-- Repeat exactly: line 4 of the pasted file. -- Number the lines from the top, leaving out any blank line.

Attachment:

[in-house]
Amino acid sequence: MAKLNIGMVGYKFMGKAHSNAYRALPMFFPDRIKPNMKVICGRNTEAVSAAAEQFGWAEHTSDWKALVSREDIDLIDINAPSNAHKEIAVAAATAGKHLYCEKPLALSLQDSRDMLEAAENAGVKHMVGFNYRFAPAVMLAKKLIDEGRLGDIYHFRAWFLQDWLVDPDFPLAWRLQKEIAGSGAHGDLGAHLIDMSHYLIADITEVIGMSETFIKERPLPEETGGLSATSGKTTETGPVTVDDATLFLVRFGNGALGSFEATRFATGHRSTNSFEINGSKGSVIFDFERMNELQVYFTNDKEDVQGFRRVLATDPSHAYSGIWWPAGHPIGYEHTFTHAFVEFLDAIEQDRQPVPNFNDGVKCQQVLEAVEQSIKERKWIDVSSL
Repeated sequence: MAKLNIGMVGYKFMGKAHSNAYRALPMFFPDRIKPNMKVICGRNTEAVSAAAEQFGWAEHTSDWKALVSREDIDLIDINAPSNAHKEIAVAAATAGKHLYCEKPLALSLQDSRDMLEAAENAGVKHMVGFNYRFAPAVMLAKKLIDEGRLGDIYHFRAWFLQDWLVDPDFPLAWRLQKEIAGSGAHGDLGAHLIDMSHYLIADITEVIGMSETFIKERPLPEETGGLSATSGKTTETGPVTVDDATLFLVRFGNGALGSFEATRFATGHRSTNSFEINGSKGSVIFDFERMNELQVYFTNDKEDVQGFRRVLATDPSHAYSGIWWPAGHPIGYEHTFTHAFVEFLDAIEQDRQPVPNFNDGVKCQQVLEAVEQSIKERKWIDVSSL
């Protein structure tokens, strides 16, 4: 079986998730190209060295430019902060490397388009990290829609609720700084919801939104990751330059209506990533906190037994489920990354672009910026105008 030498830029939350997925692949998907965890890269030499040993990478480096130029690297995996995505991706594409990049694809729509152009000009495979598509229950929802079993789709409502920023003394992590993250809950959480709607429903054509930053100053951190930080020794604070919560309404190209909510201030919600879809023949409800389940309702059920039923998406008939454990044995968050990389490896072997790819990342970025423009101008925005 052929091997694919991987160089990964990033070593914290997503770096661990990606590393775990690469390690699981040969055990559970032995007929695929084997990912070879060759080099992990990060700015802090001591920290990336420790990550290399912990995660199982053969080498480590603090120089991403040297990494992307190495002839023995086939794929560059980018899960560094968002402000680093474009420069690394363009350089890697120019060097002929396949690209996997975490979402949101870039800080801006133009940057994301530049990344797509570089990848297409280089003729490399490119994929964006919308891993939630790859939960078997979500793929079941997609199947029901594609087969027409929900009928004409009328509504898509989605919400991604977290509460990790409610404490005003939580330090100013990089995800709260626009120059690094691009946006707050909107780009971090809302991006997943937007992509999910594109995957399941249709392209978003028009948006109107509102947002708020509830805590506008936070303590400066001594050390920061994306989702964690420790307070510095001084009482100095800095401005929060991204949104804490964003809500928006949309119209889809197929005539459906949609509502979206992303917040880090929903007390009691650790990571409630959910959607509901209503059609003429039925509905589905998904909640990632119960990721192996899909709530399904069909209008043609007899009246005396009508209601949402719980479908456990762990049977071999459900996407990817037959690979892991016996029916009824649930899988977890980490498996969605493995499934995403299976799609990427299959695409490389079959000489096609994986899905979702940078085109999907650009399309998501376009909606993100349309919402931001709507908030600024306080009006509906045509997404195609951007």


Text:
């Protein structure tokens, strides 16, 4: 079986998730190209060295430019902060490397388009990290829609609720700084919801939104990751330059209506990533906190037994489920990354672009910026105008 030498830029939350997925692949998907965890890269030499040993990478480096130029690297995996995505991706594409990049694809729509152009000009495979598509229950929802079993789709409502920023003394992590993250809950959480709607429903054509930053100053951190930080020794604070919560309404190209909510201030919600879809023949409800389940309702059920039923998406008939454990044995968050990389490896072997790819990342970025423009101008925005 052929091997694919991987160089990964990033070593914290997503770096661990990606590393775990690469390690699981040969055990559970032995007929695929084997990912070879060759080099992990990060700015802090001591920290990336420790990550290399912990995660199982053969080498480590603090120089991403040297990494992307190495002839023995086939794929560059980018899960560094968002402000680093474009420069690394363009350089890697120019060097002929396949690209996997975490979402949101870039800080801006133009940057994301530049990344797509570089990848297409280089003729490399490119994929964006919308891993939630790859939960078997979500793929079941997609199947029901594609087969027409929900009928004409009328509504898509989605919400991604977290509460990790409610404490005003939580330090100013990089995800709260626009120059690094691009946006707050909107780009971090809302991006997943937007992509999910594109995957399941249709392209978003028009948006109107509102947002708020509830805590506008936070303590400066001594050390920061994306989702964690420790307070510095001084009482100095800095401005929060991204949104804490964003809500928006949309119209889809197929005539459906949609509502979206992303917040880090929903007390009691650790990571409630959910959607509901209503059609003429039925509905589905998904909640990632119960990721192996899909709530399904069909209008043609007899009246005396009508209601949402719980479908456990762990049977071999459900996407990817037959690979892991016996029916009824649930899988977890980490498996969605493995499934995403299976799609990427299959695409490389079959000489096609994986899905979702940078085109999907650009399309998501376009909606993100349309919402931001709507908030600024306080009006509906045509997404195609951007």